The first collection, Strong Words and Hard Times,
is still available in either print or eBook format here:

SWAHTprint SWAHTeBook

London’s New Year fireworks display is ticketed – to keep out the riff-raff

Most of the people watching the fireworks in this picture won't have tickets for this year's event and will be excluded from the best vantage points "to prevent overcrowding". But is the real reason to keep them away from the rich?

Most of the people watching the fireworks in this picture won’t have tickets for this year’s event and will be excluded from the best vantage points “to prevent overcrowding”. But is the real reason to keep them away from the rich?

Londoners: You elected a Tory Mayor – what did you think would happen?

It seems he has ordered that this year’s New Year fireworks will be a ticket-only event and you will be excluded from public streets – streets your tax money maintains – so that the rich don’t have to be jostled by you.

The display this year is the first-ever such event for which tickets have been sold, and it seems clear that you can thank Boris Johnson for that.

He’s the man who wants to keep you out of the best vantage points along the Thames; those are reserved for the rich.

“It is hoped the move will prevent overcrowding on the night, an issue that has plagued the event in recent years,” the Daily Mirror has reported in surprisingly mild fashion. This clearly means Mr Johnson hopes ticket prices will keep the hoi-polloi away.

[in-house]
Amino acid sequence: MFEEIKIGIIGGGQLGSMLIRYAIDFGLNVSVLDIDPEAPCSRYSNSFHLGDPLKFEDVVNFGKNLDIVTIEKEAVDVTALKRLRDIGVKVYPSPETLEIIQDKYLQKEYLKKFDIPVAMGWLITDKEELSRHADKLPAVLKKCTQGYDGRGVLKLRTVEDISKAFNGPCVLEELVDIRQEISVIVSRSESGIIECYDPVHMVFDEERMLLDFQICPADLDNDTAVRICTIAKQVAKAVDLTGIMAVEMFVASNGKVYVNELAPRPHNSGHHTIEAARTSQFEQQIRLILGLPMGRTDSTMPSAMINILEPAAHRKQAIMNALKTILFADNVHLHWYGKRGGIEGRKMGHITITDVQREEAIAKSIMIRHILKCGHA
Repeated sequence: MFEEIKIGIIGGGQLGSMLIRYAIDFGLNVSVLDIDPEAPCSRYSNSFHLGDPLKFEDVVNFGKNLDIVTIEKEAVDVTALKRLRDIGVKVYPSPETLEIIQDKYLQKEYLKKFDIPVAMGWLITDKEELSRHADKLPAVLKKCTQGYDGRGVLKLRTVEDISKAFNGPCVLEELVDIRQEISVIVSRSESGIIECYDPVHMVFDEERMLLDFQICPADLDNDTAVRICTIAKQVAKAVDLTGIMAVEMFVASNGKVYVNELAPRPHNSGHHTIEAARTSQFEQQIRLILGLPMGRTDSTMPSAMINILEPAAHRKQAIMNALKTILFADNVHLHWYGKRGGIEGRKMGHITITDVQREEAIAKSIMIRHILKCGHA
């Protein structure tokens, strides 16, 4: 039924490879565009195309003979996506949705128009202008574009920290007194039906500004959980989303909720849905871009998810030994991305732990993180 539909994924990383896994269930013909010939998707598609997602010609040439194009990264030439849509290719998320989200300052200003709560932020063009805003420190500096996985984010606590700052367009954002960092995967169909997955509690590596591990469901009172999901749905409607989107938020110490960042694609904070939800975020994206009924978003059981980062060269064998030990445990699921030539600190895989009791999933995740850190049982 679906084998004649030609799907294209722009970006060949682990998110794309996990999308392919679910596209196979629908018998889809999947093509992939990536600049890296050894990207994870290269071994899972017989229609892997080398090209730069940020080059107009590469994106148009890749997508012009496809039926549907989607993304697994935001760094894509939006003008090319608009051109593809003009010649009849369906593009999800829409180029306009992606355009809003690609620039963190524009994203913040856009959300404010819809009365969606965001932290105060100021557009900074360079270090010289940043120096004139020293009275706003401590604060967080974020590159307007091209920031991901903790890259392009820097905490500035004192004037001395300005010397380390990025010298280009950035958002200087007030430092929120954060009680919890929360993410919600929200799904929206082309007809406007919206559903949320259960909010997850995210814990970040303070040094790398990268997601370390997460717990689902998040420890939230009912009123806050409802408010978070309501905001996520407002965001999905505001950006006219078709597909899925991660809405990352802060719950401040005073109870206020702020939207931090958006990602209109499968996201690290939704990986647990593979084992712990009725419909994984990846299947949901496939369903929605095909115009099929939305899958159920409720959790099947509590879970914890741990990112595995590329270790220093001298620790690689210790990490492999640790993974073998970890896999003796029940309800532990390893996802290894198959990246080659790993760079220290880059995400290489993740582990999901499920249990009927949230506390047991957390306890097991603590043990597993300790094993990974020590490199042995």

Superintendent Robyn Williams told the paper: “Our advice is not to travel into London if you don’t have a ticket. If people are still considering coming to see the fireworks it will be extremely difficult to get around.

“Areas will be cordoned off for those with tickets and Parliament Square and Trafalgar Square will not this year be featuring large viewing screens.”

It’s a form of apartheid; the less affluent are being shunted out of their own city.

This writer’s only question is: Will Londoners meekly accept this treatment?

Or will we see fireworks in more ways than one?

With friends like these, this dog of a government has had its day

Exactly who does support David Cameron’s government these days?

He’s got Tory ‘grandees’ like Lord Tebbit calling it a “dog”; he’s got the 2010 intake of Tory MPs rebelling against him – presumably in the belief that they’ll have more chance of promotion through backstabbing than waiting for him to shuffle them into his ever-growing Cabinet; and he’s got Cabinet members who are themselves liabilities.

I suppose he should count himself lucky he’s got the support of all those corporate doners, pouring millions into Conservative Party funds in return for the billions of pounds worth of government or NHS contracts he’s been handing out to them (and the devil take the public, who won’t benefit at all).

The ‘youth revolt’ might be a serious threat to Cameron’s authority, but it is the attack from Tebbit that will be the most damaging. At a time when polling shows only one per cent of the population believes the Coalition is likely to be more competent than Labour, he made it perfectly clear that he thinks Cameron doesn’t know what he’s doing.

“This dog of a coalition government has let itself be given a bad name and now anybody can beat it,” he wrote in an Observer column.